Why don't you just get a regular RV?

I have a friend who owns a 40-foot fifth wheel. This thing is pure luxury: it has a propane fireplace, a washer and dryer, a king sized bed, a pull-out and two comfy lounge chairs where you can watch the flat screen TV. It barely leaves their driveway.

Taken at Mammoth Lakes ranger station in California. I can never resist a shot like this.

They realized very quickly after purchasing the trailer that it's a real pain to hook up, to drive and to take down many country roads. The fuel cost is astronomical and they've only been able to take it a couple hundred miles from their home. They also have to be very selective when choosing a campground since many national parks don't have spaces for an RV that large. I was talking to her one day about how I was thinking of upgrading to a larger trailer when my husband and I get older and she said, "Don't do it!"

Why do most campers choose a larger RV? Many times it's because the smaller campers are very difficult to find. I searched for three years for the Sunflower and had to have it shipped to me from Florida. Also, after talking to other campers, I think a lot of them feel they will be missing out on creature comforts if they choose a smaller trailer. While it can get cramped in my little teardrop on bad weather days, on good and fair days our creature comforts extend out to the trees, the night sky and the roaring campfire.

We don't need a flat screen TV when we have the stars.

Photo by Christina Nellemann


  1. Just found your site through a link from "Boat Bits." I love it!

    My lovely wife and I used to spend up to half the year camping. We lived out of a tent. A tear drop would have been a big step up. I always had to check them out when in campgrounds.

    If you go small, you can go all the time. That's the advantage of a tear drop over a big RV. My wife and I actually refused a free motorhome in good condition as we figured it would be more trouble that it's worth.

    Now we spend less time camping and more time sailing on a 19 foot Oday sailboat. Just like your teardrop, we get to to sail all the time. Those with bigger boats rarely leave the dock or go very far.

    Recently I converted a decommissioned ambulance into a mini camper. It's a place to sleep and pulls the boat too.

    Glad to have found your site.

  2. Thanks Sixbears! Yes, my husband and I went camping once in a cousin's Winnebago and we felt so detached from nature and the fresh air. It was so cramped in there! :-)

    I also write for the Tiny House Blog and would love to do a feature on your sailboat or your ambulance camper. Could I contact you?

    1. Sure. I've covered the ambulance project in the blog, along with some of my sailing adventures.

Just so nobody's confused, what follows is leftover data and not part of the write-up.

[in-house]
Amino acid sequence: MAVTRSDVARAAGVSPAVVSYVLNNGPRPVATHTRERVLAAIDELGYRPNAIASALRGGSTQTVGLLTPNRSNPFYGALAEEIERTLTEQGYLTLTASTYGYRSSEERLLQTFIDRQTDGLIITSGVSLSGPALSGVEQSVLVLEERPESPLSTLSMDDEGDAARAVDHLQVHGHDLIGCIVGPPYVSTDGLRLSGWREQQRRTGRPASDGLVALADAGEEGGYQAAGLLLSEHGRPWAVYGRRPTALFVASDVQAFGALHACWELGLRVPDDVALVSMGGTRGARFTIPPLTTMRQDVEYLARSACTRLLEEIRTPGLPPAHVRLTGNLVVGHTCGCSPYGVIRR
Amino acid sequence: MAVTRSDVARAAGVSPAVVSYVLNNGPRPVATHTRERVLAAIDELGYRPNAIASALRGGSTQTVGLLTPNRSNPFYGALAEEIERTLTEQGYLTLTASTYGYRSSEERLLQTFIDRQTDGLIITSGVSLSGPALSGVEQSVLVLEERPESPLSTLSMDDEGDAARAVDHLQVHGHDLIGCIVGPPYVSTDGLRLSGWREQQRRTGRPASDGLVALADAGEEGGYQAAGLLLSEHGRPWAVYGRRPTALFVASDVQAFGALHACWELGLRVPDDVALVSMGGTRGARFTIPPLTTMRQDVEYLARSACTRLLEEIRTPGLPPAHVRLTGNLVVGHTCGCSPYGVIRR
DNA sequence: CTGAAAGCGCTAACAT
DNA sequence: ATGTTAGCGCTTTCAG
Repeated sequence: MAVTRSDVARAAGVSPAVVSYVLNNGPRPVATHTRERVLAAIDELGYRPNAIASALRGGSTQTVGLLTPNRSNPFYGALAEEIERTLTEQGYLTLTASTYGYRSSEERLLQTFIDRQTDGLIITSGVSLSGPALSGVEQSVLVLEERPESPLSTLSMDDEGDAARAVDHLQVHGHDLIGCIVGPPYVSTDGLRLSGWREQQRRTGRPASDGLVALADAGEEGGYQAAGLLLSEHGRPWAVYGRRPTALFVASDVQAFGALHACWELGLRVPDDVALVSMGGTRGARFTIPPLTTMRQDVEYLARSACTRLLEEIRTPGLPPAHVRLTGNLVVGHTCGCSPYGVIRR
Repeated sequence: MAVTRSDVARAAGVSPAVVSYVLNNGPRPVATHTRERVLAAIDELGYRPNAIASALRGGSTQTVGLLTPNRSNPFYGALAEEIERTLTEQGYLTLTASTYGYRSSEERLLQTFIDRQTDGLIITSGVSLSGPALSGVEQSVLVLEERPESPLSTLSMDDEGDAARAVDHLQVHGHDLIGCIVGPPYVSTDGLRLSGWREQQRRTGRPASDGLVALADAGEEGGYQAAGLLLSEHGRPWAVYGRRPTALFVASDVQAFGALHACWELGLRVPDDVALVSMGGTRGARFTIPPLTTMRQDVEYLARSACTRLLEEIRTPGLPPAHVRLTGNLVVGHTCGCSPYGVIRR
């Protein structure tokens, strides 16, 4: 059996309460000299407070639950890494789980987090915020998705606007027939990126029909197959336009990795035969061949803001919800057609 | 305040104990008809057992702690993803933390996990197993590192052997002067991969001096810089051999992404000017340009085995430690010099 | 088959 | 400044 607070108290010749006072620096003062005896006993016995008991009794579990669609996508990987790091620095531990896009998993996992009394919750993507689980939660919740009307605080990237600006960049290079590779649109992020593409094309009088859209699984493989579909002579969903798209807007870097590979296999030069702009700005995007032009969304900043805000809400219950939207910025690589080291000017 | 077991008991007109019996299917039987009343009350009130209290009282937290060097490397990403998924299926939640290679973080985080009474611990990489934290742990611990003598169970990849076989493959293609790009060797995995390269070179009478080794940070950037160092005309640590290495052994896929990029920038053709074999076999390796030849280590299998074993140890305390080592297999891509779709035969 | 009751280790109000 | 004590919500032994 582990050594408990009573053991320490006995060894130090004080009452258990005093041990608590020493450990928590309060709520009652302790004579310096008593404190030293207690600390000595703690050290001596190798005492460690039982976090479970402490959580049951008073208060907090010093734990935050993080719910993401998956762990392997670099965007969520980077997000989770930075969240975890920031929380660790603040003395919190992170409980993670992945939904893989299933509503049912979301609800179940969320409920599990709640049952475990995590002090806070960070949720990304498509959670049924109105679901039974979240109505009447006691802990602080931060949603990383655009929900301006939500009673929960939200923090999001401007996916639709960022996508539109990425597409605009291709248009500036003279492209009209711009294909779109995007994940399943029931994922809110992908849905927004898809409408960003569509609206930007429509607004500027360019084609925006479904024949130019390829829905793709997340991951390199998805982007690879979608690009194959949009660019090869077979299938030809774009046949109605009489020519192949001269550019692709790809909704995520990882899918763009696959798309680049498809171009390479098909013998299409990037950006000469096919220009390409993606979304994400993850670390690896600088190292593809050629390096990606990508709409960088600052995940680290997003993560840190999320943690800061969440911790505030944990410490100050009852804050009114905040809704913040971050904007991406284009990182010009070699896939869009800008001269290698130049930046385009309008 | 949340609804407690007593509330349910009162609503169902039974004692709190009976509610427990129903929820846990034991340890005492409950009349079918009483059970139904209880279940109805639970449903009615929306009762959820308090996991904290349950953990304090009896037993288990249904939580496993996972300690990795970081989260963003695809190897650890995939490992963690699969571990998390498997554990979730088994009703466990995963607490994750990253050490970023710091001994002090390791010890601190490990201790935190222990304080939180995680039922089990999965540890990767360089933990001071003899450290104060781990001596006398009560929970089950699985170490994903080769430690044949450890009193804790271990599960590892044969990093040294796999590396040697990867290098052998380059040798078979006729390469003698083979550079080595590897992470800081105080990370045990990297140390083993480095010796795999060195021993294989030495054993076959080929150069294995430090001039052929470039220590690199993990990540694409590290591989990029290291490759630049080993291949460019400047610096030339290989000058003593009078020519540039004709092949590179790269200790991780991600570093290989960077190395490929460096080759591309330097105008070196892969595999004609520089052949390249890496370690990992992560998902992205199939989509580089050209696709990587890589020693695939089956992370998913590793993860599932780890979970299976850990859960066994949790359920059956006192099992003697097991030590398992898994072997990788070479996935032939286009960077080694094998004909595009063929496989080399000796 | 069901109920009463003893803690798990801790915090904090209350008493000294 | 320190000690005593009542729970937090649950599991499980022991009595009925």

e-mail: sixbears@hotmail.com

  3. Just found your blog, good job.
    Although I must comment on the diesel pusher reference, sorry your friend doesn't use the Class A more, shame.
    I have been full timing for about 15 years.
    Started in an Airstream, to a 5er, to my 40 ft pusher. I drive from south Florida in winter to Tennessee in spring Colorado and Wisconsin in summer and New England in the fall every year.
    I love it, wouldn't trade it for anything. After all the cost, it is still less that owning a house that would provide the comfort I have. It has a smaller foot print as well.
    That being said, I have been camping out of a backback for 28 years, have a small trailer (10 FT) and a truck camper.
    I have moved from a pack to a 40ft rolling home in 28 years.
    Some turtles have nice shells. I still camp at 8,000 feet with no tent in February and love every moment.
    Don't be so harsh about people in big RV's.
    Like I said I love the site. Keep up the good work.

    1. Hi J,

      Thank you for your comment. I really admire and I'm kinda jealous of full-timers. It seems like a wonderful lifestyle that I hope to experience one day. Don't get me wrong about my comment on larger RVs. There are some larger trailers that I think are really sweet (I love camping trailers in general), and I covet an Airstream Bambi. Teardroppers are an interesting group, and while I am generalizing here, they tend to be more social and outdoors-oriented than many "larger RV" types. This is from my own experience.

      However, I do think that campers are the nicest people in the world.

    2. In addition, I backpacked and camped out of a tent for about 10 years before jumping into the world of teardrops. There's something positive and negative to be said about any type of camping.